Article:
But the Sonata has an ace up its sleeve. It is also one of the most comfortable cars in the class. Driving over some of the roughest roads in Metro Detroit, the Sonata's suspension soaks up most bumps and imperfections to provide a serene ride. The minimal amount of road and wind noise that comes inside also helps.
      Rising To The Top

      The previous generations of the Sonata were always so close to being at the top of the class. But there always something that held it back whether it was the design, handling, or powertrains. But this new model shows how much Hyundai has put in. There is a nice balance between ride and handling; powertrains are very competent, and the interior is best in the class. Plus, the Sonata still retains Hyundai's trademark of offering a lot for not much money.
      Where most people will stumble on the Sonata is the exterior. It is very much a love or hate it affair. Plus, some of the tech features feel more like a party trick to show to friends than something you'll use. 
      Nevertheless, I think Sonata moves up to the top of the midsize sedan pecking order. 
      But there is one more question to answer. Between the regular and hybrid versions, which one I would drive away with. The answer which surprised me is the hybrid. I found it to be a little bit more well-rounded and deliver some excellent fuel economy figures during my time.
      Alternative:
      Kia K5: Like the idea of the Hyundai Sonata, but not to sure on the design? Then the Kia K5 may be the answer. Based on the same bones as the Sonata, the K5 takes a more evolutionary approach to the design. The basic shape may remind you of the previous-generation Optima, but its the little details such as a new grille and revised rear deck lid that help it stand out. From reviews, the K5 proves to be a bit sportier. We hope to get our hands on this challenger in the near future. Disclaimer: Hyundai Provided the Sonatas, Insurance, and One Tank of Gas
      Year: 2020
      Make: Hyundai
      Model: Sonata
      Trim: Limited 1.6T
      Engine: Turbocharged 1.6L GDI DOHC 16-Valve Inline-Four
      Driveline: Eight-Speed Automatic, Front-Wheel Drive
      Horsepower @ RPM: 180 @ 5,500
      Torque @ RPM: 195 @ 1,500-4,500
      Fuel Economy: City/Highway/Combined - 27/36/31
      Curb Weight: 3,336 lbs
      Location of Manufacture: Montgomery, AL
      Base Price: $33,300
      As Tested Price: $34,365 (Includes $930.00 Destination Charge)
      Options:
      Carpeted Floor Mats - $135.00
      Year: 2020
      Make: Hyundai
      Model: Sonata Hybrid
      Trim: Limited
      Engine: 2.0L GDI DOHC 16-Valve Inline-Four, Permanent Magnet Synchronous Motor
      Driveline: Six-Speed Automatic, Front-Wheel Drive
      Horsepower @ RPM: 150 @ 6,000 (gas); 51 @ 1,800 - 2,300 (electric motor); 192 (total output)
      Torque @ RPM: 139 @ 5,000 (gas); 151 @ 0 - 1,800 (electric motor)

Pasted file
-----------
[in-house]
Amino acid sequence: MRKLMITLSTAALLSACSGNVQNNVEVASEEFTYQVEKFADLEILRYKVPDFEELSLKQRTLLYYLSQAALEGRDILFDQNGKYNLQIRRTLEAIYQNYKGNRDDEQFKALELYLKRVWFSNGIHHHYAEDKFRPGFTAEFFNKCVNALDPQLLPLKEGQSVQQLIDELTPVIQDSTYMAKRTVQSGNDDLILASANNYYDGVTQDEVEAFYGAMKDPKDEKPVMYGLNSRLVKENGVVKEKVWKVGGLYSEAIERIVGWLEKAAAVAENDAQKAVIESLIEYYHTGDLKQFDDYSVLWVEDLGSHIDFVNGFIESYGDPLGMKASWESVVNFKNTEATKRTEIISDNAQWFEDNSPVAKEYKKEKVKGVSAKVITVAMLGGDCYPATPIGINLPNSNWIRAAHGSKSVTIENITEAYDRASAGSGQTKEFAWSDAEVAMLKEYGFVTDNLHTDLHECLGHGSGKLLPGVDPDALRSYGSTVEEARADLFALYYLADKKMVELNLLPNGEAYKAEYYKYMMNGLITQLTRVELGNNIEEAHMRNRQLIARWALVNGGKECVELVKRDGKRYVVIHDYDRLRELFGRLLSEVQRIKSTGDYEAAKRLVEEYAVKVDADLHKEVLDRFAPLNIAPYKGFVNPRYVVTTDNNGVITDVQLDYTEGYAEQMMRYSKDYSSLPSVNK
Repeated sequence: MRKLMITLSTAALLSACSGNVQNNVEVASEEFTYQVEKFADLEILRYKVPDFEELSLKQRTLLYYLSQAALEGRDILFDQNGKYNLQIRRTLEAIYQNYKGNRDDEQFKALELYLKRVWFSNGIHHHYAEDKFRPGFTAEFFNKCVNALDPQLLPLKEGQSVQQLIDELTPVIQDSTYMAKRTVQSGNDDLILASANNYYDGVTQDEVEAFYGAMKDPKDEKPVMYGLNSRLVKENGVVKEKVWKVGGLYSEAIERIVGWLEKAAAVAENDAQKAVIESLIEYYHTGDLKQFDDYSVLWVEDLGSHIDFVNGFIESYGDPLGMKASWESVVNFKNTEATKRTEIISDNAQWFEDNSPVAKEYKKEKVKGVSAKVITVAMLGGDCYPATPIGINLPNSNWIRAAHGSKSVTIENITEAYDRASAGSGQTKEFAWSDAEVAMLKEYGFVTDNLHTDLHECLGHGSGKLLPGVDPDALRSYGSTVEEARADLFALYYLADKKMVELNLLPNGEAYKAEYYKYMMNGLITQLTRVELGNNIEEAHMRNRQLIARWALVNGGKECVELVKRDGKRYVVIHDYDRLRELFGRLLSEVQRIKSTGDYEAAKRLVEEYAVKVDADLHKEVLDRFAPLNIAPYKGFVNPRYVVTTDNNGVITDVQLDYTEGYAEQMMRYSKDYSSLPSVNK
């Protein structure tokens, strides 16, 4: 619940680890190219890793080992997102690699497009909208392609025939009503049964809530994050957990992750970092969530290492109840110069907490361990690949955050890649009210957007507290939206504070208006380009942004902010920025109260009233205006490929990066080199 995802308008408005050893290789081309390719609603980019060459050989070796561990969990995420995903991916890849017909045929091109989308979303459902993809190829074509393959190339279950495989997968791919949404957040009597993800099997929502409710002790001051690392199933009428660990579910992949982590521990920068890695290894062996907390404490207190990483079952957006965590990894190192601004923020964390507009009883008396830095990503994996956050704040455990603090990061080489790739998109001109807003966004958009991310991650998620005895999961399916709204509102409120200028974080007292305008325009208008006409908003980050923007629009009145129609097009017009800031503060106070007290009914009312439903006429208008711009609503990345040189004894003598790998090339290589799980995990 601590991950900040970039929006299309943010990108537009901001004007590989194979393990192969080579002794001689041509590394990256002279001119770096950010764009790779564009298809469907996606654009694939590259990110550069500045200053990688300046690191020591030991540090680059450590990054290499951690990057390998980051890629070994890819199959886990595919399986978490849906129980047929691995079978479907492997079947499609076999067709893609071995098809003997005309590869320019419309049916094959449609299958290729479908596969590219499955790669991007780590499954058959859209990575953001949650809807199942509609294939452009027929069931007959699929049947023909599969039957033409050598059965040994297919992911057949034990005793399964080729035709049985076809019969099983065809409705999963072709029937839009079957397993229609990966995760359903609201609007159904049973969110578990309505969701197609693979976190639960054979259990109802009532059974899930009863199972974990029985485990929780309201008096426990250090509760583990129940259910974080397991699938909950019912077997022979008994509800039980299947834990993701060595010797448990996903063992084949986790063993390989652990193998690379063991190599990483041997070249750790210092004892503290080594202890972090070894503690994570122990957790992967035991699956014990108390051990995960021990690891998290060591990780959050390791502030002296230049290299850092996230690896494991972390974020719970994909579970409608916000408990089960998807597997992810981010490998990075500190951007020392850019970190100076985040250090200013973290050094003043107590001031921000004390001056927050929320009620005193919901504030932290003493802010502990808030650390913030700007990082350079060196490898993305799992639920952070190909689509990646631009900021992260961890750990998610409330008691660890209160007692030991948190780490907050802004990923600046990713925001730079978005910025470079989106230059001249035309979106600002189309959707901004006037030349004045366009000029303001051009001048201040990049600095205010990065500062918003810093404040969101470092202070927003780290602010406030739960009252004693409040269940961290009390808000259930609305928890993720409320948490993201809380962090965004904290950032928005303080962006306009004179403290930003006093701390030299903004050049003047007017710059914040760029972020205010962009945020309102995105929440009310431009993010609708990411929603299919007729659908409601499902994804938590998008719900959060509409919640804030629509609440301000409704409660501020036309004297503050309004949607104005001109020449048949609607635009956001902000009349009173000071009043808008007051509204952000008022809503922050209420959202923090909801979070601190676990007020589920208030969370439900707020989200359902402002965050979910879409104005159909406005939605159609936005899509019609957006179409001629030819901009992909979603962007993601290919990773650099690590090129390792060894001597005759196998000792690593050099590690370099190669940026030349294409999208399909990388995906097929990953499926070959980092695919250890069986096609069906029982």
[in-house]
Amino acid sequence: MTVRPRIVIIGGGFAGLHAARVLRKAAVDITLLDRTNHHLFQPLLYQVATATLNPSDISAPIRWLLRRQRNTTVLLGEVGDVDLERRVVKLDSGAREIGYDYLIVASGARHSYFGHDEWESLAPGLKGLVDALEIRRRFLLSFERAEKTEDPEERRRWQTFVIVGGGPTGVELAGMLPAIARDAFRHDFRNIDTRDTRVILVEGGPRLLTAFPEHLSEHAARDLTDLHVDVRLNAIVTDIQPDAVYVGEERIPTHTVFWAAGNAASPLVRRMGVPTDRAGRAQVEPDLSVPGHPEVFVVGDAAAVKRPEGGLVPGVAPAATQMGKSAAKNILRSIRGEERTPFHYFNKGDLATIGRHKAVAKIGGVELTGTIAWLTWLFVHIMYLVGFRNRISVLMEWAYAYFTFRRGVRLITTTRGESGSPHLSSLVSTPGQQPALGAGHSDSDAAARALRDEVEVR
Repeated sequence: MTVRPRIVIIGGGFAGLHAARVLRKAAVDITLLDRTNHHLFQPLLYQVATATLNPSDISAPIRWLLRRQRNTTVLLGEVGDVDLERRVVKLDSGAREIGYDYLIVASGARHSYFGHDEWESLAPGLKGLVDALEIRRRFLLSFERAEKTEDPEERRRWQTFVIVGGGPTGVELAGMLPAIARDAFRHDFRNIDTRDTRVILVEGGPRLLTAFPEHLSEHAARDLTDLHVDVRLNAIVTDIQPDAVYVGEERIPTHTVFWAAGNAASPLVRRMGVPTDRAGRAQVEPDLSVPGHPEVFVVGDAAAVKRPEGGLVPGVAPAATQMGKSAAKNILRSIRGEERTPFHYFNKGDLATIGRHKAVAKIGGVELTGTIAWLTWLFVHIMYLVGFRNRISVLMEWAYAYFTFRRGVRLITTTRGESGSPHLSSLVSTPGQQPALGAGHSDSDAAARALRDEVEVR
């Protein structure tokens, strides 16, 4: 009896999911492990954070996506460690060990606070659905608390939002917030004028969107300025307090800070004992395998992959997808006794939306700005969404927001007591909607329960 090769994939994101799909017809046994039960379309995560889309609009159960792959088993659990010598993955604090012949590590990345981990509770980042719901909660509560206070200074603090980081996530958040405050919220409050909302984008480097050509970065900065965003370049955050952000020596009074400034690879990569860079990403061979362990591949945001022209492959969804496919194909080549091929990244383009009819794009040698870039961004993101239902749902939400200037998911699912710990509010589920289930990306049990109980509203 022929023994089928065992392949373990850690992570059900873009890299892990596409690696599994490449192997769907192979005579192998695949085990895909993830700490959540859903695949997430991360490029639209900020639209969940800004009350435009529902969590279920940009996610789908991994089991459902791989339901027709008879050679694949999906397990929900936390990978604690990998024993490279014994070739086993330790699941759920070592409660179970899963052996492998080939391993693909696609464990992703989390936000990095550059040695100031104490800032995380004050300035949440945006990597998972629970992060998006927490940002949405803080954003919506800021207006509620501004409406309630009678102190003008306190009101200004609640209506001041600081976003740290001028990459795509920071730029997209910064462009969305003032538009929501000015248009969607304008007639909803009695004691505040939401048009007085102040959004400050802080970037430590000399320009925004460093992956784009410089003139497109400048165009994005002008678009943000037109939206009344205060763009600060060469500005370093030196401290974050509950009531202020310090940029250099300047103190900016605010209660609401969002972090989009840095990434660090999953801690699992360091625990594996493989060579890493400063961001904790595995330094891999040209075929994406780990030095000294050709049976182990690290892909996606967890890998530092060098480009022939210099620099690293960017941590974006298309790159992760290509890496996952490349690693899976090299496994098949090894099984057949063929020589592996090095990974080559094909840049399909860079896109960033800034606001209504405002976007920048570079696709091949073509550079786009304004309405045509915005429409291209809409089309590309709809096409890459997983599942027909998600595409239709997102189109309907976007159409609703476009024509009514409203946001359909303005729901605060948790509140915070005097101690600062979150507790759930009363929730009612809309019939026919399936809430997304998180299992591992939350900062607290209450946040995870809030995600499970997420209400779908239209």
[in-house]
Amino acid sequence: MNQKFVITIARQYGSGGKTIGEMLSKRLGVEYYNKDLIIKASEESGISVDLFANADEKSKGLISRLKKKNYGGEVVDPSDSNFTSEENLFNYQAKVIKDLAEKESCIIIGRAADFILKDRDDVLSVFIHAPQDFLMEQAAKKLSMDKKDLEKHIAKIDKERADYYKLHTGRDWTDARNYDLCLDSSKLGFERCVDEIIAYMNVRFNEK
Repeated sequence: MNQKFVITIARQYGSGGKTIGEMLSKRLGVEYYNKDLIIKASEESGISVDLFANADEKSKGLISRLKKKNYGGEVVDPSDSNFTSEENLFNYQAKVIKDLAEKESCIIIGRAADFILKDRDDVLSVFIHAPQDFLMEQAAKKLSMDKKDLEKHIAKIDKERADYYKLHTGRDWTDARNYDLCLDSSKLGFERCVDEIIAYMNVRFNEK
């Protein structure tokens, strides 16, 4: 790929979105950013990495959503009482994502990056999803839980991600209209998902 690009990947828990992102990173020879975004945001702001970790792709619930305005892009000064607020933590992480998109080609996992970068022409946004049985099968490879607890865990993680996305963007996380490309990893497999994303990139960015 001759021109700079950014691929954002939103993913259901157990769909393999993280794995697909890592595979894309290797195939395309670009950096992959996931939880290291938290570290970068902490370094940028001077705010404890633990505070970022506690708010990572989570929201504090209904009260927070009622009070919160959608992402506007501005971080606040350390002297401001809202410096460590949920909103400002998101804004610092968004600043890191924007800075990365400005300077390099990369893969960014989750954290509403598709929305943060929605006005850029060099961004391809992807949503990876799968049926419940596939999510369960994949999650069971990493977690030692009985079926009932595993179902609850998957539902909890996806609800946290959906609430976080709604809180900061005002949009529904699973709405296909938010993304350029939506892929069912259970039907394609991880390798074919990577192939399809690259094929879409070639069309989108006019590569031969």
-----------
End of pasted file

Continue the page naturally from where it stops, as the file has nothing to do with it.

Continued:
Fuel Economy: City/Highway/Combined - 45/51/47
      Curb Weight: 3,530 lbs
      Location of Manufacture: Asan, South Korea
      Base Price: $35,300
      As Tested Price: $36,430 (Includes $975.00 Destination Charge)
      Options: 
      Carpeted Floor Mats - $135.00
    • By William Maley
      Despite being one of the best sellers in the luxury crossover class, the Lexus RX lacked something many competitors offered; a third-row option. Lexus rectified this a couple of years ago by stretching the RX's body and adding a third-row to create the RX L. I spent some time in the RX 350L Luxury back in the fall to find out if Lexus has another winner or if this a half-baked attempt.
      You can tell the difference between the standard RX to the longer L by looking for a floating roofline treatment. This is due to Lexus blacking part of the c-pillar to help disguise the added bulk. It doesn't fully work as looks somewhat half-baked. At least Lexus was more successful upfront where non F-Sport models get a new mesh insert to replace the horizontal slats, along with a revised bumper. When equipped with the Luxury Package, the RX is a plush and pleasant place to spend time. The leather upholstery feels nice to the touch and the use of contrasting colors (cream and brown in my tester) help make it feel special. Lexus has finally added a touchscreen for the RX's infotainment and it makes a huge difference. Gone are the litany of issues I have noted in previous models such as, Being precise with your finger movements when selecting an item Becoming very distracting to use when on the move Not the most intuitive controller Now using Lexus Enform or Apple CarPlay/Android Auto is not an exercise in frustration, but one of ease. My only complaint is that I wished Lexus moved the screen slightly more forwards. It is quite a reach to use the touchscreen. Those sitting in the second row will not have much to complain about as head and legroom are plentiful for most passengers. The same cannot be said for the third-row. Getting back here is difficult as there is not enough a gap when the second-row seat is moved forward. Once back here, space is non-existent with your head touching the headliner and legroom from nothing to something bearable depending on where the second-row is set. The one upside to the longer RX is cargo space. With the third-row seat folded, you get about seven extra cubic feet of space compared to standard RX. Power comes from a 3.5L V6 used in several Lexus and Toyota vehicles.  For the RX 350L, it produces 290 horsepower and 267 pound-feet of torque. My tester came with all-wheel drive, but front-wheel drive is standard. Performance is adequate as you'll be able to keep up with traffic or make a pass with no issue. Those wanting a bit more performance should look at something like the upcoming Acura MDX or Volvo XC90. Comfort is still a key hallmark to the RX. Bumps and potholes become mere ripples when driven over. There is also a noticeable lack of road and wind coming inside. The RX 350L feels like a stop-gap solution until Lexus finishes up their upcoming three-row crossover due out within the next couple of years. The third-row isn't all useful for carrying passengers and is best to fold down to expand cargo space. If you need a third-row, there are much better options such as the Volvo XC90. But if you really want an RX, stick with the standard two-row version and pocket the cash you saved for something nice. Disclaimer: Lexus Provided the RX 350L, Insurance, and One Tank of Gas